# Intersection of mathematics and computing: The Birth of Computer Science

History has witnessed the birth of computing in a series of fascinating events marked by the abridgement of the human capability of solving problems. The invention of computing has transpired time and again when mathematics crossed paths with computing. We, computer enthusiasts, reminisce a great picture of Charles Babbage with his models of different engines and analytic engines when marked the history of computing, which were results of an adamant mathematician trying to reduce efforts in calculation promising better accuracy for the time. Ideas established dating way ahead of their time forming a breakthrough in the field of computing. A similar mathematical event marked the accidental birth of computer science, a monumental legacy conceived from trying to answer a very abstract question about the foundation of mathematics highlighting the interconnectedness between these two fields.

In the early 1900’s it had come to light an ambiguity about the very core of the mathematical study. No one seemed to be really sure what they were studying when they were studying mathematics. Mathematicians weren’t quite sure if math was a study of real-world objects or abstract entities. Did it exist in our minds or in some other realm of existence? A theory was already put forward by Plato describing that the mathematical entities and their relationships belong to their own ideal world separate from ours. A world of forms where these entities existed in perfect harmony. The modern-day mathematicians mostly discredited the theory trying to discover a definite answer. David Hilbert, a renowned mathematician tried to axiomatize whole mathematics into a formal system eliminating all the ambiguity and inconsistencies prevailing by answering these 3 questions:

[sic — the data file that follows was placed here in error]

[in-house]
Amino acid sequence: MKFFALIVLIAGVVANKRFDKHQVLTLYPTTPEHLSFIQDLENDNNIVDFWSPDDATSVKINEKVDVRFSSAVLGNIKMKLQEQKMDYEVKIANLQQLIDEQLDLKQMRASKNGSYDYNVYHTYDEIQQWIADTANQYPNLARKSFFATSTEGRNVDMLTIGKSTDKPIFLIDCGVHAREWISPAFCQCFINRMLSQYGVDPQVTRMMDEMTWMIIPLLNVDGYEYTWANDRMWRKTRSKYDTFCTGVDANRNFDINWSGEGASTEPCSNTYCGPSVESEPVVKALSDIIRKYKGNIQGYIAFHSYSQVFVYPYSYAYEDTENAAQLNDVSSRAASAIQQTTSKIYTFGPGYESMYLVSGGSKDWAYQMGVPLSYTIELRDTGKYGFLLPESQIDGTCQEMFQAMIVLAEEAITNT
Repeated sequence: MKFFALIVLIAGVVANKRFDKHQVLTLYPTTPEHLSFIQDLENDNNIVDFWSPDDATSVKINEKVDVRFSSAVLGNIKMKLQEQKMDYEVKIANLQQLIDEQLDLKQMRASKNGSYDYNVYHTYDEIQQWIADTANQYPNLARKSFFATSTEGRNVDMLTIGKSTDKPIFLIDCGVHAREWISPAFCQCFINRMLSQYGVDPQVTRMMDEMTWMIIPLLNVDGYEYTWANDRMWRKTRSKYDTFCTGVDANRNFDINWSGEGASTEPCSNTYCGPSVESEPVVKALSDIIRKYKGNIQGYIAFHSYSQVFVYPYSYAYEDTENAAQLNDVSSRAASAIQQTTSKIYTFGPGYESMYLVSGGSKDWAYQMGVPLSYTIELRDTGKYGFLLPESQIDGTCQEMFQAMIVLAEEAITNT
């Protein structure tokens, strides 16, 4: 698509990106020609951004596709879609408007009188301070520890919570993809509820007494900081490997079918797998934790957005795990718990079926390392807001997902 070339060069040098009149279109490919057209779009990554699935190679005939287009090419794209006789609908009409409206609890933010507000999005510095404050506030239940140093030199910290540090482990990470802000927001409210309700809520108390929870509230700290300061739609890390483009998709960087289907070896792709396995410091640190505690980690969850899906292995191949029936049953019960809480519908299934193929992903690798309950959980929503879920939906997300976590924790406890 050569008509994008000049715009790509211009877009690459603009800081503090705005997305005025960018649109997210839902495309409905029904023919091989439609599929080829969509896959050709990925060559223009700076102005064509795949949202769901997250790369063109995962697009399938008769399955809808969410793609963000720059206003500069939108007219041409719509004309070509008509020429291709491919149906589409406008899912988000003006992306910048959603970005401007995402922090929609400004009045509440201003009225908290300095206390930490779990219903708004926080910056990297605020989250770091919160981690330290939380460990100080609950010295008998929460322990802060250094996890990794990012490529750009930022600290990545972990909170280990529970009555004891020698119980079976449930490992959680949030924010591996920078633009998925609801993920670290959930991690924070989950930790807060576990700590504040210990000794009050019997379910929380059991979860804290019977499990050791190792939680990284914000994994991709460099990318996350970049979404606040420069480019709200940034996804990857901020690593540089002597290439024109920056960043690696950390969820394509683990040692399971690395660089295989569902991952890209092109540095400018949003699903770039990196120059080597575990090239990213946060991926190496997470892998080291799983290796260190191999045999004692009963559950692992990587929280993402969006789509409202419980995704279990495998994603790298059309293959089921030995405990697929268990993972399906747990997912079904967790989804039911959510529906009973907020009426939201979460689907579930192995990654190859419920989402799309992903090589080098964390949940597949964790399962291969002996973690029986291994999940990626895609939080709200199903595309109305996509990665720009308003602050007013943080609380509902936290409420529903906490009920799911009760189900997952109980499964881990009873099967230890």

1) Is mathematics complete?

i.e. a proof was required that all true mathematical statements which existed within the system could be proven within the system.

2) Is mathematics consistent?

i.e. no contradictions can be proven within the system.

2+2=4   and 2+2≠4 (contradiction mustn’t exist)

3) Is mathematics decidable?

i.e. there should exist and effective procedure for deciding the truth or falsity of any mathematical statement.

Hilbert wanted to construct a system that governed mathematics with a fixed set of rules which defines the term formal system. At the time the Euclidean geometry was famously defined as a formal system as it was designed under some fixed axioms and Hilbert wanted to do the same, constructing a foundational axiom for mathematics itself.

Alan Turing, a young mathematician alongside Hilbert was working on the decidability problem. The concept of effective procedure which we now famously term an ‘algorithm’, in the 30s was pretty vague. Turing firstly gave a clear picture of effective procedure defining it as anything a human computer could do by mindlessly following a list of instructions using no genius or insights was an effective procedure. Computers as a machine back then didn’t exist and were referred to as humans who performed calculations. Turing firstly divided the basic components of human computing as: